Our weekly “New Starts” roundup of new and newsworthy transportation developments worldwide.
Los Angeles Starts Preliminary Work on Purple Line Extension
Whether “The Subway to the Sea” ever reaches the Pacific remains an open question, but Railway Track and Structures reports that the Los Angeles County Metropolitan Transportation Authority (LACMTA) has gotten a go-ahead from the Federal Transit Administration to begin preliminary work on the third section of the Purple Line subway extension to Westwood.
The federal clearance for preliminary work to begin has two important benefits for the LACMTA. One is that it increases the likelihood that it will receive a federal grant to help pay for the section. The agency seeks a grant to cover $1.3 billion of the extension’s total cost. The Federal Transit Administration had previously approved grants for the extension’s first two sections, which are now under construction. The LACMTA anticipates federal approval of the third grant in early 2019.
The second benefit is that it will allow the LACMTA to take advantage of tunnel contract bids that came in about $130 million lower than expected. The bids were set to expire on Oct. 3, which would have required the contract to be re-bid. Avoiding this will save the agency an additional $200 million in project escalation costs and two years’ worth of delays.
When complete, the Purple Line extension will take the route from its current terminus at Wilshire Boulevard and Western Avenue in Koreatown to Westwood and the UCLA campus. Work on the first section, from Wilshire and Western to Beverly Hills, began in 2015, and work on the Beverly Hills-to-Century City second section began in 2017. The extension is on track to open for service in 2026, in time to provide service during the 2028 Olympic and Paralympic games.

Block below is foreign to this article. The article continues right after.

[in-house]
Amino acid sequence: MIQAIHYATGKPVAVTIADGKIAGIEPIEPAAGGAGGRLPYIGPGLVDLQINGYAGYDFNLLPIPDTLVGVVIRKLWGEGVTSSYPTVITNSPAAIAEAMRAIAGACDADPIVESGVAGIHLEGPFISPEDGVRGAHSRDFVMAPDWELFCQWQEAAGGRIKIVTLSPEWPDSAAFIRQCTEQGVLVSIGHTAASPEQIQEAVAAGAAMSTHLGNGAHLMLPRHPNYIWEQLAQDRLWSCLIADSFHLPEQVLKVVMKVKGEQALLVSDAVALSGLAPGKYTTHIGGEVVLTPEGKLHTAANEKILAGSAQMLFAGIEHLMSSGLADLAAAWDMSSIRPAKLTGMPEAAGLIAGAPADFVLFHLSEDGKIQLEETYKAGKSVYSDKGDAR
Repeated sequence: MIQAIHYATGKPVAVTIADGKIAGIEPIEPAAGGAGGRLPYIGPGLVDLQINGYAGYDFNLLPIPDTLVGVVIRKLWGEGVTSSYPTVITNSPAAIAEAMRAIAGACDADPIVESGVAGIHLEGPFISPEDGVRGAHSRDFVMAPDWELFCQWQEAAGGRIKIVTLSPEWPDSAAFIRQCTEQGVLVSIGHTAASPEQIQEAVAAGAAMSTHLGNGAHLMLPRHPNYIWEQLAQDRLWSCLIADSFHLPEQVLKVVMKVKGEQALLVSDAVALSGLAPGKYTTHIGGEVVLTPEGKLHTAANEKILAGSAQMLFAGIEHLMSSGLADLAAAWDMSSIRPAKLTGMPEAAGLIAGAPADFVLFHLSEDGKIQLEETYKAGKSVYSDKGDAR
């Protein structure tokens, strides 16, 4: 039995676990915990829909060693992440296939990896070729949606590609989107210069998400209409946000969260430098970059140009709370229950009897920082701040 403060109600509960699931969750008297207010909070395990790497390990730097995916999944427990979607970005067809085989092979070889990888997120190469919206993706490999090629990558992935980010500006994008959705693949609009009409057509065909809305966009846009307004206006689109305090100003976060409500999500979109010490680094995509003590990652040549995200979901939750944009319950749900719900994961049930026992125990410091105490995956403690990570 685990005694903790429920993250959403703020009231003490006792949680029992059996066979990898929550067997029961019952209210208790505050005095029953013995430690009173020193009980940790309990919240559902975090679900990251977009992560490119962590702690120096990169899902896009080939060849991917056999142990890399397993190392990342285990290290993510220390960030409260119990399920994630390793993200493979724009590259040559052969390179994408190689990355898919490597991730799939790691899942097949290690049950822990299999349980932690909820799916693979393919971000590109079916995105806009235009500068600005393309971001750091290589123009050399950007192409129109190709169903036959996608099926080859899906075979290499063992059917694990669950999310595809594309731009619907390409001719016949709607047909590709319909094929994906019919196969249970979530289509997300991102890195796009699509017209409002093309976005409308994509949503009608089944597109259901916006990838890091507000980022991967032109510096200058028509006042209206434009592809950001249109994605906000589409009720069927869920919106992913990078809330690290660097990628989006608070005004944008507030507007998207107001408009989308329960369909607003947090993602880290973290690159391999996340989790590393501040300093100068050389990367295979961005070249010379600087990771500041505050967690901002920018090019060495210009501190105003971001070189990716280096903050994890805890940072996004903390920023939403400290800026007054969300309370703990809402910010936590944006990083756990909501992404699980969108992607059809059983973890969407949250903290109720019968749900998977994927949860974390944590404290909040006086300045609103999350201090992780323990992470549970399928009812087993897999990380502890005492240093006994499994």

Glasgow Gets Driverless Subway Trains
Will they go ‘round in circles? Of course they will. Will they fly high like a bird up in the sky? No, they’ll travel under the streets of Scotland’s second-largest city.
“They” are the new driverless subway trains that will run on Glasgow’s 10.5-km (6.5-mile), 15-station circular underground line. Railway Gazette International reports that the trains’ manufacturer, Stadler, presented the first of 17 four-car trainsets to officials of the subway’s operator, Strathclyde Partnership for Transport (SPT), at InnoTrans 2018 in Berlin on Sept. 20.
Stadler Project Manager Stefan Rosendahl told Railway Gazette that the first trainset to arrive in Glasgow will get there by year’s end. The trains should enter service in October 2020.
While SPT transitions the Glasgow subway to fully-autonomous operation, the new trainsets will be operated by humans in drivers’ cabs that will be detached from the trainsets once the transition is complete. While the transition takes place, the new trains will operate mixed in with the existing rolling stock, with the new Ansaldo STS signaling system overlaid on the existing signals to control the new trainsets. SPT aims to complete the transition with no interruption in service. When the transition is complete, 16 of the 17 trainsets will be required to operate service.
The consortium of Stadler and Ansaldo won the £200 million (US$262.81 million) contract to supply the cars and signal system in 2016. The contract accounts for the lion’s share of the £288 million (US$378.44 million) SPT is spending to modernize the 122-year-old subway.
First Riders Board Hanoi Metro as Testing Continues
Metro Report International reports that the first metro line in Hanoi began making test runs with riders on board on Sept. 20.
Hanoi’s 13.1-kilometer (8.1-mile), all-elevated metro line is being run with a fleet of 13 trains manufactured by CRRC. The trains have a top operating speed of 65 km/h (40.4 mph). Test trains are running at 10- to 12-minute headways, which are expected to drop to 5 minutes when testing ends in three to six months.
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Next City contributor Sandy Smith is the home and real estate editor at Philadelphia magazine. Over the years, his work has appeared in Hidden City Philadelphia, the Philadelphia Inquirer and other local and regional publications. His interest in cities stretches back to his youth in Kansas City, and his career in journalism and media relations extends back that far as well.